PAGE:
How to Deal with Difficult Coworkers
Use these helpful techniques for building bridges in challenging times.
You’re busy navigating the latest patient software update, working a double shift, helping a family understand a serious health concern – and then you hit interference with a coworker. Whether you’ve bumped heads with a physician, administrator, or fellow nurse, there are ways you can reduce tension and frustration on the job. To build bridges during challenging times, try these techniques:
- Try not to take it personally
- Document your interactions
- Set boundaries
- Use empathy
- Seek help
Keep reading to learn more about each of these techniques to deal with difficult coworkers in a clinical setting.
1. TRY NOT TO TAKE IT PERSONALLY
The way a difficult coworker responds to you can often reflect an inner conflict they’re having, illness, or lack of sleep – it may not have anything to do with what you’ve said or done. Try not to take their challenging behavior personally. When your coworker reacts strongly, recognize that there may be something else going on that’s completely unrelated to the situation at hand.
2. DOCUMENT YOUR INTERACTIONS
Take careful notes on troublesome comments or actions between you and your colleague. This type of documentation will help others investigate a solution if the situation escalates. You can also use your notes during a discussion with your coworker who may not realize the impact their actions have on you.
3. SET BOUNDARIES
If you are experiencing a strained work relationship, set boundaries with your coworker. Let them know you respect their position and request the same in return. In particularly tense situations, tell them you need to remove yourself until you’re both feeling calm and ready to find a mutually beneficial solution away from patients, families, and others.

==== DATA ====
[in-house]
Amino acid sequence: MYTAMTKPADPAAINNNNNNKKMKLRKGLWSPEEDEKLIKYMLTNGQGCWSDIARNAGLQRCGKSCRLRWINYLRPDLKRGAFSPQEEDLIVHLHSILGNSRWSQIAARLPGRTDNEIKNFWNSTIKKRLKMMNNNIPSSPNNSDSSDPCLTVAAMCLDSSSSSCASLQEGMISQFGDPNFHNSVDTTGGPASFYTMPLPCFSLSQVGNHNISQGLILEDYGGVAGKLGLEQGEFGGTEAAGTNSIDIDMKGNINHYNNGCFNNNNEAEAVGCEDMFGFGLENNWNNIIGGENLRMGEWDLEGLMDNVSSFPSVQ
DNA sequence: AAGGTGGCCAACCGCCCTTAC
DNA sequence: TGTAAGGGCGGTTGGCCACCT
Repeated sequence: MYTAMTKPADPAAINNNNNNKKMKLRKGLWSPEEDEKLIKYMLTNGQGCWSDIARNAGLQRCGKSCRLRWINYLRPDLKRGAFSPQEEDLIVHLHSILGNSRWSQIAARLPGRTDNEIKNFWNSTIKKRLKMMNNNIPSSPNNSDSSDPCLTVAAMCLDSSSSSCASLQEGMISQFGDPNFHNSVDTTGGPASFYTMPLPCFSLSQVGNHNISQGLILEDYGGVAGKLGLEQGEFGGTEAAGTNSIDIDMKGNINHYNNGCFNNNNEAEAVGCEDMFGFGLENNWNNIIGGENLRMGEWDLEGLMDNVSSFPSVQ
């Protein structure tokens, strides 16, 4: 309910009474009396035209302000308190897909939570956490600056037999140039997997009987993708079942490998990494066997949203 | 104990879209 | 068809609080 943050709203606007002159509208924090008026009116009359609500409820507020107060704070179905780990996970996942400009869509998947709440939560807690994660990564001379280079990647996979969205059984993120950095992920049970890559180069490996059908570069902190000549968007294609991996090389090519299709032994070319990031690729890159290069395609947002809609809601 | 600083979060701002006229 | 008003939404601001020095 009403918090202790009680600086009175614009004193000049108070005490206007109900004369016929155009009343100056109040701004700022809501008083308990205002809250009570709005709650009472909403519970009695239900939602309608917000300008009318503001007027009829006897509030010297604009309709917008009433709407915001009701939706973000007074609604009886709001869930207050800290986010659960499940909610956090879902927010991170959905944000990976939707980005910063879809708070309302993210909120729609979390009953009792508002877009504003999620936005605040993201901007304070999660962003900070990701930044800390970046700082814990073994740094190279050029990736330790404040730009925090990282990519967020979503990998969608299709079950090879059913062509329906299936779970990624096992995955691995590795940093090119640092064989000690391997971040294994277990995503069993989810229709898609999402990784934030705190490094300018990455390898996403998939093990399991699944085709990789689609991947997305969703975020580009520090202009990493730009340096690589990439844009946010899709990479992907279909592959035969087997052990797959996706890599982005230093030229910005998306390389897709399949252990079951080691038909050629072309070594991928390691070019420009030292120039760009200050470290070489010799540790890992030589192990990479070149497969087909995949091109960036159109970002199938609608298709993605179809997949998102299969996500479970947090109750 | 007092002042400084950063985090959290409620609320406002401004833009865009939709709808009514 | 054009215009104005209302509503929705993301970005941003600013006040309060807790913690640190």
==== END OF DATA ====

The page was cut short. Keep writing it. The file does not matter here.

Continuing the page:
4. TRY EMPATHY
The empathy you exercise with your patients can also come in handy during difficult situations with coworkers. Listening to your colleague and putting yourself in their shoes may lend the perspective you need to find common ground. Check out these tools to help you use empathy effectively at work.
5. SEEK HELP
Lastly, seek help if you find the challenging situation with your coworker is taking a toll on patient care or your personal well-being. Consider finding a mediator, or someone who is unbiased and skilled in conflict resolution strategies in the workplace, or reach out to your direct supervisor or higher authority for help.
When you’re in a tense encounter with a coworker, remember to take care of you – starting with a deep breath. Although you can’t control the outcome of the situation, you can manage your response. By practicing these self-care ideas for nurses and dealing with difficult coworkers using the tips above, you’ll be prepared for anything that comes your way.
For more inspiration for your well-being and career, check out our blog especially for nurses.
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